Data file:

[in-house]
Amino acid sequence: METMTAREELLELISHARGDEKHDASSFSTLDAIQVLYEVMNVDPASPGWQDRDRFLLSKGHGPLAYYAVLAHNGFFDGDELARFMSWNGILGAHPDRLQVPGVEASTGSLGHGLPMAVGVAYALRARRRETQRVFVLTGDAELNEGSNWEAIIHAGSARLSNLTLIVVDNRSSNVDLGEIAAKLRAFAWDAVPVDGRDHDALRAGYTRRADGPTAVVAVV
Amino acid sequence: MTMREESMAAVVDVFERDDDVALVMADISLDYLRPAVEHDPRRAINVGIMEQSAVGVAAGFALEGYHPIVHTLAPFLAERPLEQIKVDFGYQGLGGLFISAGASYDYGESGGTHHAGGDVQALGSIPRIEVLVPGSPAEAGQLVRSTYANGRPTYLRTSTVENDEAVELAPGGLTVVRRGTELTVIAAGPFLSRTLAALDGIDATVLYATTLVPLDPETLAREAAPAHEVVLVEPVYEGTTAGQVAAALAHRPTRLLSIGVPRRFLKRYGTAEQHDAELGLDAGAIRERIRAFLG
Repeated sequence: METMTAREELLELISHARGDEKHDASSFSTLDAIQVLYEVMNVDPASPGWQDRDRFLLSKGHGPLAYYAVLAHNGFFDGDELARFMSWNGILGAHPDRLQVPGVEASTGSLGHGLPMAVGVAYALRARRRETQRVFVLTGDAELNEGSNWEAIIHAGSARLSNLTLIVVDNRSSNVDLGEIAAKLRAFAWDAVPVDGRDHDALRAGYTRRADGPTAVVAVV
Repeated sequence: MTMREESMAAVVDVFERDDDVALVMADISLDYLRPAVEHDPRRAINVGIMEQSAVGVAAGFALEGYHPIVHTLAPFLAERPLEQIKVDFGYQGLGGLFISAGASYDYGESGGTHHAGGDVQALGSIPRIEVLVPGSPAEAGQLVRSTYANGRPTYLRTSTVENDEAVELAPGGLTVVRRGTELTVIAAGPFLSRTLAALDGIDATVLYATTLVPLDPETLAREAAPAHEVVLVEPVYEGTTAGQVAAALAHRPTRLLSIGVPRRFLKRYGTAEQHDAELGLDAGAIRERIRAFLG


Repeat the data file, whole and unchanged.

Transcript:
[in-house]
Amino acid sequence: METMTAREELLELISHARGDEKHDASSFSTLDAIQVLYEVMNVDPASPGWQDRDRFLLSKGHGPLAYYAVLAHNGFFDGDELARFMSWNGILGAHPDRLQVPGVEASTGSLGHGLPMAVGVAYALRARRRETQRVFVLTGDAELNEGSNWEAIIHAGSARLSNLTLIVVDNRSSNVDLGEIAAKLRAFAWDAVPVDGRDHDALRAGYTRRADGPTAVVAVV
Amino acid sequence: MTMREESMAAVVDVFERDDDVALVMADISLDYLRPAVEHDPRRAINVGIMEQSAVGVAAGFALEGYHPIVHTLAPFLAERPLEQIKVDFGYQGLGGLFISAGASYDYGESGGTHHAGGDVQALGSIPRIEVLVPGSPAEAGQLVRSTYANGRPTYLRTSTVENDEAVELAPGGLTVVRRGTELTVIAAGPFLSRTLAALDGIDATVLYATTLVPLDPETLAREAAPAHEVVLVEPVYEGTTAGQVAAALAHRPTRLLSIGVPRRFLKRYGTAEQHDAELGLDAGAIRERIRAFLG
Repeated sequence: METMTAREELLELISHARGDEKHDASSFSTLDAIQVLYEVMNVDPASPGWQDRDRFLLSKGHGPLAYYAVLAHNGFFDGDELARFMSWNGILGAHPDRLQVPGVEASTGSLGHGLPMAVGVAYALRARRRETQRVFVLTGDAELNEGSNWEAIIHAGSARLSNLTLIVVDNRSSNVDLGEIAAKLRAFAWDAVPVDGRDHDALRAGYTRRADGPTAVVAVV
Repeated sequence: MTMREESMAAVVDVFERDDDVALVMADISLDYLRPAVEHDPRRAINVGIMEQSAVGVAAGFALEGYHPIVHTLAPFLAERPLEQIKVDFGYQGLGGLFISAGASYDYGESGGTHHAGGDVQALGSIPRIEVLVPGSPAEAGQLVRSTYANGRPTYLRTSTVENDEAVELAPGGLTVVRRGTELTVIAAGPFLSRTLAALDGIDATVLYATTLVPLDPETLAREAAPAHEVVLVEPVYEGTTAGQVAAALAHRPTRLLSIGVPRRFLKRYGTAEQHDAELGLDAGAIRERIRAFLG